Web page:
The audience really needed to be shown a dry run to properly understand this Daedalus system, not just Price explaining it.

LOL again at Elkert’s shout of, “Kill them. Kill them all!” to incite the melee in Montreal.

Price has facial hair stubble on the dvd cover, but not in the film. It’s like they took a screenshot from another film entirely to use as the cover here.


Miscellaneous Post: H is for… Hansel and Gretel: Witch Hunters

Hansel and Gretel: Witch Hunters is one of those films that’s an excellent example of “great idea, not so great execution.” Its release also seemed designed to capitalize on Renner’s Marvel/Bourne success, and the current market saturation of fairy tale reimaginings.

I enjoyed the casting; Jeremy Renner and Gemma Arterton are good, and who doesn’t love Famke Jannsen? The concept of witch hunters who are immune—mysteriously, to them—to witchcraft is really interesting, especially combined with the additional mythology about witches that is created, such as the idea of the rot showing on their bodies as they use the dark magic. Talk about two people (Hansel and Gretel) turning their imprisonment—a horrifying, twisting experience—around and making it work for them.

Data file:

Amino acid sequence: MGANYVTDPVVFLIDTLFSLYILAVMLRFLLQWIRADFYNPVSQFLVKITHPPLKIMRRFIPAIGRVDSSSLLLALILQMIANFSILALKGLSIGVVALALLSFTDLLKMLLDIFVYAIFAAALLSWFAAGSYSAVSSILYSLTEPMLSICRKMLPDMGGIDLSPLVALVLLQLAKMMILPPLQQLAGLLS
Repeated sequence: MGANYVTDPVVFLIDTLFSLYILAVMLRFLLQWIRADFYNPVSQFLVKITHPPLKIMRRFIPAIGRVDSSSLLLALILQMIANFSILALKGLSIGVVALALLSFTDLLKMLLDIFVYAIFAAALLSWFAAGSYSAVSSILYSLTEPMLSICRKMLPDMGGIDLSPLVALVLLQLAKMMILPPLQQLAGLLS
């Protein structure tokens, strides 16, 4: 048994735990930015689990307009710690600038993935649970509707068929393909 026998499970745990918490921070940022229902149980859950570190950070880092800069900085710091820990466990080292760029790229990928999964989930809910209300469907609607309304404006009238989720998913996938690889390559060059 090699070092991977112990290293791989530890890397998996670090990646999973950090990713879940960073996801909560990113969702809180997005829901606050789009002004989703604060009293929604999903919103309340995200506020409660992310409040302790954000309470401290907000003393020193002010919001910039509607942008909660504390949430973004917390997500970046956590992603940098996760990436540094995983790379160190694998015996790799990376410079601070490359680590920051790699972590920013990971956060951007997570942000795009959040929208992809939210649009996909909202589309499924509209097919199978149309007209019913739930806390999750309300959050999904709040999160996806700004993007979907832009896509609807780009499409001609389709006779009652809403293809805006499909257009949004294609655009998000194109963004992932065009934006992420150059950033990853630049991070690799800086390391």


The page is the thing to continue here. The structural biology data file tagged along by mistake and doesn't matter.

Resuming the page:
I loved Ben and Edward, and whether or not naming the giant ugly troll “Edward” is a sly kick to the knees of Twilight is unknown. Pihla Viitala was pretty and sweet and I’ve never even heard her name before. It appears that might be because she’s Finnish. I was upset when she wasn’t able to be revived, especially after the healing portrayed earlier in the film.

Though considering Hansel can’t seem to find a town in the middle of the day, making his way back to the healing pool is obviously too much to ask.

Special effects and fight choreography were very good; the fight scenes were a lot of fun to watch. The addition of guns and Tasers into a medieval sort of world somehow worked, possibly because reality is thrown by the wayside by the magic anyway. And making a house out of candy isn’t anywhere near practical. Delicious, yes, practical, no. The diversity of witches obviously took a lot of work, and the climactic fight scene with the entire group of them appeared to feature depictions of witch-like creatures from all over the world, or at least that’s how I’m interpreting it. Could have used more spells that weren’t just energy bolts, like that Curse of Hunger for Crawling Things. That was both gross and clever.

Do trolls actually serve witches, or is that something Edward is told to believe? I don’t recall there being other trolls around.

Some of the dialogue was fun, if a bit predictable: “Whatever you do, don’t eat the fucking candy.” “You’ve got to be fucking kidding me.” “Who the fuck is Edward?” Though the profanity was a little jarring for some reason, likely the medieval setting.